Not everything has to be about hockey and football, you know. Skate (EA; PS3, Xbox 360; teen) is a reinvention of skateboarding video games that comes from a group of Vancouver video-game developers who decided that the best control scheme for a skateboarding game was to use the two thumbsticks: the left controls your virtual skater's body, and the right controls your feet on the board.

      Sega Rally Revo (Sega; PC, PS3, PSP, Xbox 360; everyone) lets you get behind the wheel of rally cars, tearing up tracks in settings like mountain passes, jungle valleys, and beachfront property. It's a forgiving kind of racing game, which means more fun and fewer restarts.

      The games in EA Playground (EA; DS, Wii; everyone) are variations on the ones kids play after school. The excellent and expressive characters get into all sorts of fun, from tether?ball to kicks (a mashup of soccer and volleyball) to paper racers (think paper airplanes). These games are fun for the entire family.

      Gaming on the fly

      Hot Pixel (Atari; PSP; teen) is a super-stylized collection of mini games–each lasting only a few seconds–that are simple to play once you've figured them out. It's perfect for when you've only got a few moments and you need some distraction.

      You'll spend more time with Final Fantasy Tactics: The War of the Lions (Square Enix; PSP; teen), which brings the popular role-playing game from 1998 to the PSP. Along with the chance for some nostalgic play, the game boasts reworked graphics and dialogue, and while figuring out how the role-playing system works, you'll find yourself caught up in the story once again.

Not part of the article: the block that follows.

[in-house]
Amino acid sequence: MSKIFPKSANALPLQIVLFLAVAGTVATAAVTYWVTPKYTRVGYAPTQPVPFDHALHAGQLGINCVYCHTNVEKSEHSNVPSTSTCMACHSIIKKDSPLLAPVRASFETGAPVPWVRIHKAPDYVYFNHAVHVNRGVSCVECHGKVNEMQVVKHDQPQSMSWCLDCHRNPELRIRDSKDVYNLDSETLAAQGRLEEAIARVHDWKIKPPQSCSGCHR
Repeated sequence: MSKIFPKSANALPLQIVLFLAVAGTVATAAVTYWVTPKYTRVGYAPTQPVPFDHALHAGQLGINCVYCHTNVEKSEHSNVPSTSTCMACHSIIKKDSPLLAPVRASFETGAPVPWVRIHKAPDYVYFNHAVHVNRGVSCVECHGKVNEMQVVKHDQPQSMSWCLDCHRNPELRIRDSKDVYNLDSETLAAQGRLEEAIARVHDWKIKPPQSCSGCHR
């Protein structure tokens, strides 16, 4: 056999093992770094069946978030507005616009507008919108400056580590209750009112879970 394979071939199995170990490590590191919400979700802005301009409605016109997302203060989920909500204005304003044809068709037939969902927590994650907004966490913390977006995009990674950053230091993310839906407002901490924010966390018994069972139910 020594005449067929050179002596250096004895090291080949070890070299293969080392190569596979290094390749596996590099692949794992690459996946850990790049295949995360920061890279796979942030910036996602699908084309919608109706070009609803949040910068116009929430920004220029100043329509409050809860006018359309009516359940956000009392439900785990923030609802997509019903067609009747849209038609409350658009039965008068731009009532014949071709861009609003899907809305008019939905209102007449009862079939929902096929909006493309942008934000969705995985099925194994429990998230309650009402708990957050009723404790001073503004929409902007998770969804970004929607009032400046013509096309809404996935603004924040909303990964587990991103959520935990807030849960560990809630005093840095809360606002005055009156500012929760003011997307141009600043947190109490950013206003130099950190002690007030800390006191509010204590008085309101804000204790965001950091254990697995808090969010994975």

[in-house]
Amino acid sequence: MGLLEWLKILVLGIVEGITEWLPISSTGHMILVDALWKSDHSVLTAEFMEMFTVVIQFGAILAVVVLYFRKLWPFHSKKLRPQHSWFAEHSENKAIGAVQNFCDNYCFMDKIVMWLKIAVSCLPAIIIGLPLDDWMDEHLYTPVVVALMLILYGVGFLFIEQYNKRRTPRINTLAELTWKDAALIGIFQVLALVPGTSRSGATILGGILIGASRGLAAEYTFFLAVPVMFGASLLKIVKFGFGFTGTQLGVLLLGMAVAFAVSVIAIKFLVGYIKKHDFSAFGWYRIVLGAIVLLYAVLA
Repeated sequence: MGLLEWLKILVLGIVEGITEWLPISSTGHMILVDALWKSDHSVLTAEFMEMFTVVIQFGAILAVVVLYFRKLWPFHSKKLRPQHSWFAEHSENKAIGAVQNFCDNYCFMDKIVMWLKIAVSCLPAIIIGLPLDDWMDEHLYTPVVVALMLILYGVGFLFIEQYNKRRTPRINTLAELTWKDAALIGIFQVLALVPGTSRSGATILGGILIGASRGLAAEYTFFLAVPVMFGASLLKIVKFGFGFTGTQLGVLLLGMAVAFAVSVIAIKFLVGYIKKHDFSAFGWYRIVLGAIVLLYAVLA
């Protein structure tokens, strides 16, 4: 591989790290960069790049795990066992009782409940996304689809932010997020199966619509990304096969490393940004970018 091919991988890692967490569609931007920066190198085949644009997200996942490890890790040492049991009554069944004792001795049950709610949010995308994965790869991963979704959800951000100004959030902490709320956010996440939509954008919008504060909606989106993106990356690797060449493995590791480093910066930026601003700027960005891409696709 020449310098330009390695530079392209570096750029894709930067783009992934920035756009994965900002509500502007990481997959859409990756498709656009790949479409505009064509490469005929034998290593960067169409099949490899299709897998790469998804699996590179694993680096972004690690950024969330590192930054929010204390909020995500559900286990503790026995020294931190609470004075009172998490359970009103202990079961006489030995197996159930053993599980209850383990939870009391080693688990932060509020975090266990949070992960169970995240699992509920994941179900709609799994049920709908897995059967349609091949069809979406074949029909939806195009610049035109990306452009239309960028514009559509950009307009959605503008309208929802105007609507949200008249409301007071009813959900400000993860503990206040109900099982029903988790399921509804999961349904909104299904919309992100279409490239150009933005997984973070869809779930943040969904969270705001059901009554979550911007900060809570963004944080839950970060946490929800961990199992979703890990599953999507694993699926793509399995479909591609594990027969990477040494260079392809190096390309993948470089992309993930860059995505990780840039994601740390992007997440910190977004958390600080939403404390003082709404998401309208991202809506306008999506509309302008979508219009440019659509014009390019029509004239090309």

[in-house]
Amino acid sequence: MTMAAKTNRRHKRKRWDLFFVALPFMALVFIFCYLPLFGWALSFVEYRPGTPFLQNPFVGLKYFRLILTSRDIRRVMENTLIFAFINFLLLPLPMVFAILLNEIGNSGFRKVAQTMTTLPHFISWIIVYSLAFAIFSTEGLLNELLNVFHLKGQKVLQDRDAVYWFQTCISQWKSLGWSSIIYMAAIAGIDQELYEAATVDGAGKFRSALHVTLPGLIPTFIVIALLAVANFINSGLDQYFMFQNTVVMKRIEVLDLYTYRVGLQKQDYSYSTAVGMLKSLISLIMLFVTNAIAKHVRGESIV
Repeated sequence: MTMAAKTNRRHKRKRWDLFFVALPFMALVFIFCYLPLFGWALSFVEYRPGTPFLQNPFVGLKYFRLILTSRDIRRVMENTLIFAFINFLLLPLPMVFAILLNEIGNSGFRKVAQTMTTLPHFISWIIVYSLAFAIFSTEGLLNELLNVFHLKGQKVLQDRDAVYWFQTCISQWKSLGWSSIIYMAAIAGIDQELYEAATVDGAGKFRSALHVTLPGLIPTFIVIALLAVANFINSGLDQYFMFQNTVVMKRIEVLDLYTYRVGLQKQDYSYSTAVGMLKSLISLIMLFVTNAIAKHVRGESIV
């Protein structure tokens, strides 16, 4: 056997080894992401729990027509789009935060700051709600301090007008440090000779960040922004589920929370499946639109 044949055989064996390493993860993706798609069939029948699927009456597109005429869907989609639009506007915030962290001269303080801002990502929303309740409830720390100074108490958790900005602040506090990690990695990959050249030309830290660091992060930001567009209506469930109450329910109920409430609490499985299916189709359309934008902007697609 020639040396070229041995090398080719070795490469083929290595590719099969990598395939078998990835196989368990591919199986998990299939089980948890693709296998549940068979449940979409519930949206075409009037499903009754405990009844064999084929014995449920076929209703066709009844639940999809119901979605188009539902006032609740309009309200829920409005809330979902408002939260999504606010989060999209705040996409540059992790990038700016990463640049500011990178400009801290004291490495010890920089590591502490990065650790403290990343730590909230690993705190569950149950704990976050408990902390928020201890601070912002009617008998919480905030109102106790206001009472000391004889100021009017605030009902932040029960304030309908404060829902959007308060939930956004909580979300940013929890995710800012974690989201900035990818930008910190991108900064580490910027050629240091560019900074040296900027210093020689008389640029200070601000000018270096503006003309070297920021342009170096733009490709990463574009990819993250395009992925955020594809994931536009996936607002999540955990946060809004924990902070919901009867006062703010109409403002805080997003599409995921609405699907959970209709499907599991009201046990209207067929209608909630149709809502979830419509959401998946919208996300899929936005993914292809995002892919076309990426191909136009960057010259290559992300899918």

In the weird Dead Head Fred (D3; PSP; mature), you're an investigator who ends up beheaded but reanimated, and with the ability to switch heads at will, you have to make sure that justice is served. The story, characters, and professional voice work make this one hilarious.

      Tales of Adventure

      There are a few good picks for would-be adventurers this year. Tomb Raider: Anniversary (Eidos; PC, PS2, PSP, Wii, Xbox 360; teen) takes the story from the 1996 debut of Lara Croft and updates it using the graphics and game engine from last year's Legend. In this one, Croft is searching for the Scion of Atlantis, and you'll be solving environmental puzzles and platforming your way to the ancient artifacts.

      Uncharted: Drake's Fortune (Sony; PS3; teen) puts you in the role of Nathan Drake, descendant of English explorer Sir Francis Drake. You'll battle past pirates and treasure hunters as you search for El Dorado, the legendary South American city of gold. This game boasts both platforming and shoot-'em-up sequences with an admittedly macho sensibility.

      Zack & Wiki: Quest for Barbaros' Treasure (Capcom; Wii; everyone) makes clever use of the Wii Remote as you help Zack find all the body parts of the pirate Barbaros. It's a game that's more about problem-solving than fighting enemies, and it's wonderfully engaging.

      Science-fiction epics

      It's a great year for science-fiction fans. Halo 3 (Microsoft; Xbox 360; mature) is the final chapter in the tale of how the heroic Master Chief saves humanity, and adds adrenaline-fuelled multiplayer action unlike anything you've ever witnessed.

      The Orange Box (Valve; PS3, Xbox 360; teen and mature) is actually five games in one, including the three that–so far–make up Half-Life 2. You are Gordon Freeman, and you're fighting the oppression of an extradimensional alien race that has taken over Earth and imprisoned and enslaved humanity. Also on the disc are Team Fortress 2 and Portal, the latter possibly the best of all.

      BlackSite: Area 51 (Midway; PC, PS3, Xbox 360; teen) is set in and around the town of Rachel, Nevada, and the nearby top-secret military base that conspiracy theorists insist contains evidence of alien life forms. In this story, the aliens have broken loose and you have to contain them.